The market was drying up; in the summer of 2020, there was a least 10-20 houses that were coming on the market in one day alone- everyone was trying to make the most of the stamp duty holiday – but by early November, it was like one or two a week! We had to consider all our options; what would happen if we didn’t get the Victorian House? Would we try and buy the next best thing but not truly be happy with our choice or move into rented accommodation? We also had two cats to consider; not all landlords will allow for pets, reducing our search for rented properties. Also, people had warned us that they had followed a similar pattern and ended up renting for years before finding the right house. Also, it was a pain as, in theory, you were moving twice, so double the costs. This wasn’t a road we wanted to go down even though we would still be in a good position as there would be no chain on our end. My uncle offered us the opportunity to rent one of his flats that were coming back on the market, and he would allow us to have the cats there and rent on a month to month basis. Perfect, one less thing to worry about.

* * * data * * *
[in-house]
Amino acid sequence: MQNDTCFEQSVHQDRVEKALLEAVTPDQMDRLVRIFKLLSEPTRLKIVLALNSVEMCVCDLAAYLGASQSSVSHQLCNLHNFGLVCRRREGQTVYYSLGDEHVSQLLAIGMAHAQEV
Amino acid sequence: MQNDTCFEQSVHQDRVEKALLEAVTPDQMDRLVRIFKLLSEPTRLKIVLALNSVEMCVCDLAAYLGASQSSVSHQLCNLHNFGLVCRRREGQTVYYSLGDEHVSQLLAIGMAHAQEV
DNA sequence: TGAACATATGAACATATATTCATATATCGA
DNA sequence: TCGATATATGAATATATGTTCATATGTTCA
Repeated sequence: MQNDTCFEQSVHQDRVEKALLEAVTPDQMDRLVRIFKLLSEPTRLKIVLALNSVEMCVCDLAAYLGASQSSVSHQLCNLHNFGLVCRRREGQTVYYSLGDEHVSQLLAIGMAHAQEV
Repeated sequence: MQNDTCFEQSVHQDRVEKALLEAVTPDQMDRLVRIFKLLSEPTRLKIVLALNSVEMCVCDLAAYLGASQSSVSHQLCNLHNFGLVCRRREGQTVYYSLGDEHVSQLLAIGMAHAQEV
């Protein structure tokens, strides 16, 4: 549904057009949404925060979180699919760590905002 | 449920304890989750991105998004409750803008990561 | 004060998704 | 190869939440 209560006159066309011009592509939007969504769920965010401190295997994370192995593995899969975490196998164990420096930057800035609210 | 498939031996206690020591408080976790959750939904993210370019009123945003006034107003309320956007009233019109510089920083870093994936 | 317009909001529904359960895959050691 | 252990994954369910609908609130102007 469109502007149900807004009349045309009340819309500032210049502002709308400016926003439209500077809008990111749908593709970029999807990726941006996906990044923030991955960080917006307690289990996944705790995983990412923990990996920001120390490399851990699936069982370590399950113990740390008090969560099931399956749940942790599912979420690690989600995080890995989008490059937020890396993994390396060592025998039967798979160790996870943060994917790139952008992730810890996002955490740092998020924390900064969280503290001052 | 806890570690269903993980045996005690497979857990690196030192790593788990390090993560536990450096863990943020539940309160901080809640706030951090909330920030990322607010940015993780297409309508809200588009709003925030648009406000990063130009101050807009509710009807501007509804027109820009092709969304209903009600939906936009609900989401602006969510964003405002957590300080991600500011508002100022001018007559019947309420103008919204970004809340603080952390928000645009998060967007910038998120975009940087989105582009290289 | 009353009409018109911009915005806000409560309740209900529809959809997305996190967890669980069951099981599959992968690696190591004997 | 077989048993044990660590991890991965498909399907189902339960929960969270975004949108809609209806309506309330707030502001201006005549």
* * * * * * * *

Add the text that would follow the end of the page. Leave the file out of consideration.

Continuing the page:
We spoke with several family members, and everyone had different views. The reality is, there is no right or wrong answer; you need to go with your gut. So we did. We went with the riskier option and bid 5k over the guide price, hoping other bidders would offer the guide price. It was what felt right at the time; at least we had the option of renting my uncles flat if it came up short. The day arrived, and the estate agents were calling round to see if people were putting in offers; we didn’t let on; we said we were still thinking about it. We didn’t want to give too much away and give anyone an advantage just in case any information would be passed about. Submissions were due by 12 pm, and at 11.45 am, we submitted our offer. The next few hours would be the longest day of my life! Ian kept messaging, asking if there was any news, as did family members. My reply.. when I know, you will know.. as will Instagram as we had decided to share our journey with everyone. It got to 5 pm, and we still hadn’t heard anything, so I gave the estate agent a call to find out what was going on. He confirmed our worse fears: we weren’t the highest bidder, and we had come second but 21k short. We were devastated; we had tried to play the game and lost. The winners of the bid process went all in and got the house, “it wasn’t meant to be,” I kept repeating over and over again. Although deep down, we were left wondering what could have been. The estate agent told us that the seller agreed that should anything change with the top bidder (who were not in a proceed able position), we would get the first refusal.